When Cocha restaurant owners Enrique Piñerua and Saskia Spanhoff decided they wanted to spruce up their block of North 6th Street, they reached out to the Arts Council of Greater Baton Rouge and the Downtown Development District for ideas.
Their request would ultimately bring together a diverse group of people working toward two goals: beautifying downtown Baton Rouge and giving ex-offenders in a re-entry program a chance to do something good for their community.
On Saturday, participants in the Rehabilitating Individuals through Strategic Encounters, or RISE, program joined a small group of volunteers to tackle the first project on the restaurant owners’ list. They put a fresh coat of white paint on a wall, creating a canvas for a colorful mural that will be completed later this month.
“Bringing arts into rehabilitation can really help people to find their place and ... help them go back into civil life,” said Melissa Arnold, chief financial and human resources officer for the arts council.
“Art is an equalizer for a lot of people,” she added. “It gives people a way to connect and to find commonality.”
She said Renee Chatelain, the council's president and CEO, works with RISE and wanted to make it a part of Saturday's event.
U.S. District Court Judge Shelly Dick and Magistrate Judge Erin Wilder-Doomes, both of the Middle District of Louisiana, oversee RISE. Launched in January 2017, the voluntary program aims to set nonviolent offenders on a positive path while on supervised release from federal prison.
Michael Finley found himself Wednesday yet again sitting in a federal courtroom, but this time he had a smile on his face. The U.S. Middle Dis…
The yearlong RISE program, which serves about six people at a time, involves regular meetings with a judge and cognitive behavioral therapy sessions, among other requirements. Those selected to participate are deemed to be at high risk of landing back in prison.
People who finish the program can get time taken off their supervised probation sentences.
“We’ve looked for ways to ensure that our participants have an opportunity to be involved in something in the community,” Wilder-Doomes said. “After you’ve been incarcerated and you’re coming back into your community, it gets really important for them to understand they’re a part of this community.”
Michael Young, a RISE participant, smiled as he talked about the program, saying he’s confident it is leading him toward a better life.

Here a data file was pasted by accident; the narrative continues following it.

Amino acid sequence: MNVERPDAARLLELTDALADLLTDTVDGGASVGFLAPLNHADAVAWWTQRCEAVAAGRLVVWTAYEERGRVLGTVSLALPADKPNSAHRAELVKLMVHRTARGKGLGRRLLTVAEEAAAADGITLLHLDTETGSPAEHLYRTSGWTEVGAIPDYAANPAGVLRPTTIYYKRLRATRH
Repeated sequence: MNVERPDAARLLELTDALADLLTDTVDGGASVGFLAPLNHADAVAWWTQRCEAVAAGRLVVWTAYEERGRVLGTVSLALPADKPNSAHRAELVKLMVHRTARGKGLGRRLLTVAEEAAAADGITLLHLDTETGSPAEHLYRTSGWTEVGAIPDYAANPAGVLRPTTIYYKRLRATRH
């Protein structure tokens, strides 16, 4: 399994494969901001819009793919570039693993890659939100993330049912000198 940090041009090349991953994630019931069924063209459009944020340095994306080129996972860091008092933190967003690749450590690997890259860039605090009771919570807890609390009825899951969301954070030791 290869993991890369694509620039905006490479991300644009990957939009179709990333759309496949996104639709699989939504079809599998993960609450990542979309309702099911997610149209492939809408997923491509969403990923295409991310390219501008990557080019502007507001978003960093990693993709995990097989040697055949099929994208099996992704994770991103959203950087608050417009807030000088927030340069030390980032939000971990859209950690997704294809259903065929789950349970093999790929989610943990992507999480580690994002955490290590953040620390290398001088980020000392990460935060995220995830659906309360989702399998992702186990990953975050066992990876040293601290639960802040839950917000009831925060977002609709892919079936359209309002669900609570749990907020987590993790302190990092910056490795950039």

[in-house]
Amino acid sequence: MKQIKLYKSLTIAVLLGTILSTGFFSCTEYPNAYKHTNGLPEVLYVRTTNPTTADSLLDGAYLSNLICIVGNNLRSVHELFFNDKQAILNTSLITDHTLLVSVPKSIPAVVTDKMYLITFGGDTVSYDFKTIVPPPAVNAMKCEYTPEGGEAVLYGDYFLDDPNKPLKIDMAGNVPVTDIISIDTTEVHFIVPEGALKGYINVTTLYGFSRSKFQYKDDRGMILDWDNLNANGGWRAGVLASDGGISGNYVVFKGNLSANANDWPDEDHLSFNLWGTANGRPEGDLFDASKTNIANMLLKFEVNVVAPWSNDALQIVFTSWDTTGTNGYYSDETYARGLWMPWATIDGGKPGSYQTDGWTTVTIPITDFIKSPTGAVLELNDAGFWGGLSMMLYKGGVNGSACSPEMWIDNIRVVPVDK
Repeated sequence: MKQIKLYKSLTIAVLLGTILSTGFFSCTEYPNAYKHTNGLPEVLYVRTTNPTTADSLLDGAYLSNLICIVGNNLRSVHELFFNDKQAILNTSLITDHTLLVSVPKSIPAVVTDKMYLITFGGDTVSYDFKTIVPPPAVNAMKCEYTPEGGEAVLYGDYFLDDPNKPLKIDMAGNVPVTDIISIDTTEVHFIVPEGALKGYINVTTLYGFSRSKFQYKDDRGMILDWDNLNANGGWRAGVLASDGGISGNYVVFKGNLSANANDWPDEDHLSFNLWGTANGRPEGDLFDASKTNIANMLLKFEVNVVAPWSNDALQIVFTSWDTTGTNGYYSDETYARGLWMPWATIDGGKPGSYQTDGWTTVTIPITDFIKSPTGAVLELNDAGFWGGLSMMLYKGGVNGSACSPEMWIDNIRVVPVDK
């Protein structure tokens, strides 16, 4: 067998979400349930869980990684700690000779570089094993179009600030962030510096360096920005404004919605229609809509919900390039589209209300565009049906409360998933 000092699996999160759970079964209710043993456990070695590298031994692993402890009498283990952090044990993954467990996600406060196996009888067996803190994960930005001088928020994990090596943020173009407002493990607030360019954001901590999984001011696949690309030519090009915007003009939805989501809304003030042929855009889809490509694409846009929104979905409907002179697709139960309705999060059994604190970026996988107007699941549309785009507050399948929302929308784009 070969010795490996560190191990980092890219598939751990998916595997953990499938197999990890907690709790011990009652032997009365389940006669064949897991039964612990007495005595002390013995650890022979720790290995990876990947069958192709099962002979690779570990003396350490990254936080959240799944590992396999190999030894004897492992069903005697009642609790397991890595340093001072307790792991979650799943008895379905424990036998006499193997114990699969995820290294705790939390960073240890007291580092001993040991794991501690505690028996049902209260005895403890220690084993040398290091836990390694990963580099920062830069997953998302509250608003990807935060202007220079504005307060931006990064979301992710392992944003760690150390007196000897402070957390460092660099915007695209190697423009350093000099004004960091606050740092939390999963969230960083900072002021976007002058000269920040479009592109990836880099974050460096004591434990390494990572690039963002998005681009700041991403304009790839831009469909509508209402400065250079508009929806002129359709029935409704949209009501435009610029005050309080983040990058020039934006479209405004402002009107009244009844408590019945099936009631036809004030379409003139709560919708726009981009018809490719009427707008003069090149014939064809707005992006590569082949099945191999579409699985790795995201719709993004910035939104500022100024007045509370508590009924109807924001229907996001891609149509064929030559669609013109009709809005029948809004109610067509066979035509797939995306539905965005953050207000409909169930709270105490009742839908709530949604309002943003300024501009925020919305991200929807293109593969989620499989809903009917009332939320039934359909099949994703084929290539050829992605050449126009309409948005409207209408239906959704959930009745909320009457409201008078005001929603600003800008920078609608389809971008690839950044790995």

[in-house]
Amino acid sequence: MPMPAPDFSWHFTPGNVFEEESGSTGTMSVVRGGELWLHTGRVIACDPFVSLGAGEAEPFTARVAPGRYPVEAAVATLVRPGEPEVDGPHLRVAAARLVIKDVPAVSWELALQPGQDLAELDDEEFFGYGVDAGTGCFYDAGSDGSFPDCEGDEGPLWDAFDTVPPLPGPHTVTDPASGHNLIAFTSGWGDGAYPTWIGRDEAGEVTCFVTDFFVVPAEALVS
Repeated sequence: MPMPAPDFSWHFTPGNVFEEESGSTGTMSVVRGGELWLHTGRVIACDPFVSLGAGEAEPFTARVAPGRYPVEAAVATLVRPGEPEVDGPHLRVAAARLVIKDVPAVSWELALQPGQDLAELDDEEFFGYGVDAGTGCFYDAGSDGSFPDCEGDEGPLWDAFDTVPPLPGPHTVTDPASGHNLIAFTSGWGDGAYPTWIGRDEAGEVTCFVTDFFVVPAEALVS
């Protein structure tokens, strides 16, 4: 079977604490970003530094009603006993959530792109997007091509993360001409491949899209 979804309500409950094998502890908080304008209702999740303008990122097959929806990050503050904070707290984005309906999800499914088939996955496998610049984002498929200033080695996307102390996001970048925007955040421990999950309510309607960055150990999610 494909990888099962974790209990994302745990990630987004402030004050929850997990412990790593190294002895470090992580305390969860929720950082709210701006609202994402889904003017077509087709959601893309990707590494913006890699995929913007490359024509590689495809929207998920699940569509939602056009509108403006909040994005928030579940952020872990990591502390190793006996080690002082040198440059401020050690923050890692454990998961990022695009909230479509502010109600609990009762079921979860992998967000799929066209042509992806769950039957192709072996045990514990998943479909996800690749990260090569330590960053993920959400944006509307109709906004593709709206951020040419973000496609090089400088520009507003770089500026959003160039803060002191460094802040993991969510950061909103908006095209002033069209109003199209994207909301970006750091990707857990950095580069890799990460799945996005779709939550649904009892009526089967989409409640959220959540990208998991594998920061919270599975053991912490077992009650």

“If we need help, we have each other to lean on,” he said. And the therapy component of RISE “helps us to realize the way we were thinking wrong.”
He said he was proud to be part of the beautification work on Saturday.
“This is where I grew up at. This is where I’m from — Baton Rouge,” Young said, adding that the project is “helping our community to be better.”
The mural, which will depict a Louisiana outdoor scene with trees and wildlife, will be painted on a building across North 6th Street from Cocha. The two buildings, located between Main and Laurel streets, have the same owner, Larry Sciacchetano.
There also are plans to add outdoor seating in a “parklet” outside Cocha and to conceal some unattractive garbage bins with a gate.
Taylor Jacobsen, an LSU landscape architecture graduate student, will paint the approximately 2,000-square-foot mural, the centerpiece of which will show birds, bugs and other critters flocking to a “tree of life.”
It symbolizes "putting roots here in downtown" with plans to stay for many years to come, Cocha owner Piñerua said. "We’re really, really excited about being in this time and place in downtown.”
He said the finished mural will be all the more meaningful because of the people in the RISE program who had a hand in painting it.
“Any time that they walk by here, they can tell their families, ‘I helped do that,’ ” Piñerua said. “That’s going to bring up their self-esteem. It’s going to bring up their self-worth.”